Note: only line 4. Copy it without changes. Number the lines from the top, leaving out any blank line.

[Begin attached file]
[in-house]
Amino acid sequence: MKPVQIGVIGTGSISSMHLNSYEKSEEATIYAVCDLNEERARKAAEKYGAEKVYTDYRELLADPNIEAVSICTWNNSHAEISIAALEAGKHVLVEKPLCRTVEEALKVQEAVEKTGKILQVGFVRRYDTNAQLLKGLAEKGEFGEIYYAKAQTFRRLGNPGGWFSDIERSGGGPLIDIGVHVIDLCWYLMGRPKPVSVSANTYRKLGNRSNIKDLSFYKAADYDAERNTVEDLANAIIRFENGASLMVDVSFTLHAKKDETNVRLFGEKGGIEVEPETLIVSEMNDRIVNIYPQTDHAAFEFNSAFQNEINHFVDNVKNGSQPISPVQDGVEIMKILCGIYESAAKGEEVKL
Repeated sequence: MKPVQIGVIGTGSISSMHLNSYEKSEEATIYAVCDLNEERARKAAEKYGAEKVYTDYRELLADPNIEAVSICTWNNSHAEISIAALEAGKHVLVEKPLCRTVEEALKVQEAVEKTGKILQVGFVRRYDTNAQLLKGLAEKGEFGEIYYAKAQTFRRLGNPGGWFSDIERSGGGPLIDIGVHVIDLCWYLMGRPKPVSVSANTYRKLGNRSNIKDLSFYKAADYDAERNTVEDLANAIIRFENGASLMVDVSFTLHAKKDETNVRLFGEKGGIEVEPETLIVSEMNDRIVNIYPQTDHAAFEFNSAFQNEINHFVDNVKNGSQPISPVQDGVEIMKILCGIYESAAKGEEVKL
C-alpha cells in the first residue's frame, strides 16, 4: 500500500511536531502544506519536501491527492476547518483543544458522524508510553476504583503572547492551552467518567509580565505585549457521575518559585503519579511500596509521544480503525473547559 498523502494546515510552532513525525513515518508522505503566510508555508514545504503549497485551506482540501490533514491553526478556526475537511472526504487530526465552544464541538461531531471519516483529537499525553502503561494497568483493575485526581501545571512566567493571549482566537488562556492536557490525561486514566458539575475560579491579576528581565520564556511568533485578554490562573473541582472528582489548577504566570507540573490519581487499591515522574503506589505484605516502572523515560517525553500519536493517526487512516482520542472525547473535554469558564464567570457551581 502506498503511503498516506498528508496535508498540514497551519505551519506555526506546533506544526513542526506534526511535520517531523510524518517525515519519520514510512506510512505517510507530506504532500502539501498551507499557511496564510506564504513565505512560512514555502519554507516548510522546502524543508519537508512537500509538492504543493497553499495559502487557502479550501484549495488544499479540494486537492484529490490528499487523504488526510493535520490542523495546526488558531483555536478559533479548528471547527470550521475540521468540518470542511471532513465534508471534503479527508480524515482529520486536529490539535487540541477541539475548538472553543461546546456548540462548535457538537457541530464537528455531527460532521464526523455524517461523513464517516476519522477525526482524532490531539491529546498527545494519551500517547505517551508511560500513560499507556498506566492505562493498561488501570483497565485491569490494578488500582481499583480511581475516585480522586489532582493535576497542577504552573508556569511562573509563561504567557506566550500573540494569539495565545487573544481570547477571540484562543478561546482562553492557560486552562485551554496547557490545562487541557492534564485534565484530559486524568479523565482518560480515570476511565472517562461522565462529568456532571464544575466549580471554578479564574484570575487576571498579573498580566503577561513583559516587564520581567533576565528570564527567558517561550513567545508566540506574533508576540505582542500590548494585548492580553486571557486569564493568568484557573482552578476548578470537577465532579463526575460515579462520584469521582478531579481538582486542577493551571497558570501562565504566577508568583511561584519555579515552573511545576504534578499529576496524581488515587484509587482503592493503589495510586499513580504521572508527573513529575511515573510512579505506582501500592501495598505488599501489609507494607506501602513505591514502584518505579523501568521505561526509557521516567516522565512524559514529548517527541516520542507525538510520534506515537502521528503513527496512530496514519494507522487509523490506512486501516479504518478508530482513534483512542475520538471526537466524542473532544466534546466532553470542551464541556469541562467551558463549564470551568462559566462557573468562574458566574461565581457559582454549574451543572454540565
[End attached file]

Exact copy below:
C-alpha cells in the first residue's frame, strides 16, 4: 500500500511536531502544506519536501491527492476547518483543544458522524508510553476504583503572547492551552467518567509580565505585549457521575518559585503519579511500596509521544480503525473547559 498523502494546515510552532513525525513515518508522505503566510508555508514545504503549497485551506482540501490533514491553526478556526475537511472526504487530526465552544464541538461531531471519516483529537499525553502503561494497568483493575485526581501545571512566567493571549482566537488562556492536557490525561486514566458539575475560579491579576528581565520564556511568533485578554490562573473541582472528582489548577504566570507540573490519581487499591515522574503506589505484605516502572523515560517525553500519536493517526487512516482520542472525547473535554469558564464567570457551581 502506498503511503498516506498528508496535508498540514497551519505551519506555526506546533506544526513542526506534526511535520517531523510524518517525515519519520514510512506510512505517510507530506504532500502539501498551507499557511496564510506564504513565505512560512514555502519554507516548510522546502524543508519537508512537500509538492504543493497553499495559502487557502479550501484549495488544499479540494486537492484529490490528499487523504488526510493535520490542523495546526488558531483555536478559533479548528471547527470550521475540521468540518470542511471532513465534508471534503479527508480524515482529520486536529490539535487540541477541539475548538472553543461546546456548540462548535457538537457541530464537528455531527460532521464526523455524517461523513464517516476519522477525526482524532490531539491529546498527545494519551500517547505517551508511560500513560499507556498506566492505562493498561488501570483497565485491569490494578488500582481499583480511581475516585480522586489532582493535576497542577504552573508556569511562573509563561504567557506566550500573540494569539495565545487573544481570547477571540484562543478561546482562553492557560486552562485551554496547557490545562487541557492534564485534565484530559486524568479523565482518560480515570476511565472517562461522565462529568456532571464544575466549580471554578479564574484570575487576571498579573498580566503577561513583559516587564520581567533576565528570564527567558517561550513567545508566540506574533508576540505582542500590548494585548492580553486571557486569564493568568484557573482552578476548578470537577465532579463526575460515579462520584469521582478531579481538582486542577493551571497558570501562565504566577508568583511561584519555579515552573511545576504534578499529576496524581488515587484509587482503592493503589495510586499513580504521572508527573513529575511515573510512579505506582501500592501495598505488599501489609507494607506501602513505591514502584518505579523501568521505561526509557521516567516522565512524559514529548517527541516520542507525538510520534506515537502521528503513527496512530496514519494507522487509523490506512486501516479504518478508530482513534483512542475520538471526537466524542473532544466534546466532553470542551464541556469541562467551558463549564470551568462559566462557573468562574458566574461565581457559582454549574451543572454540565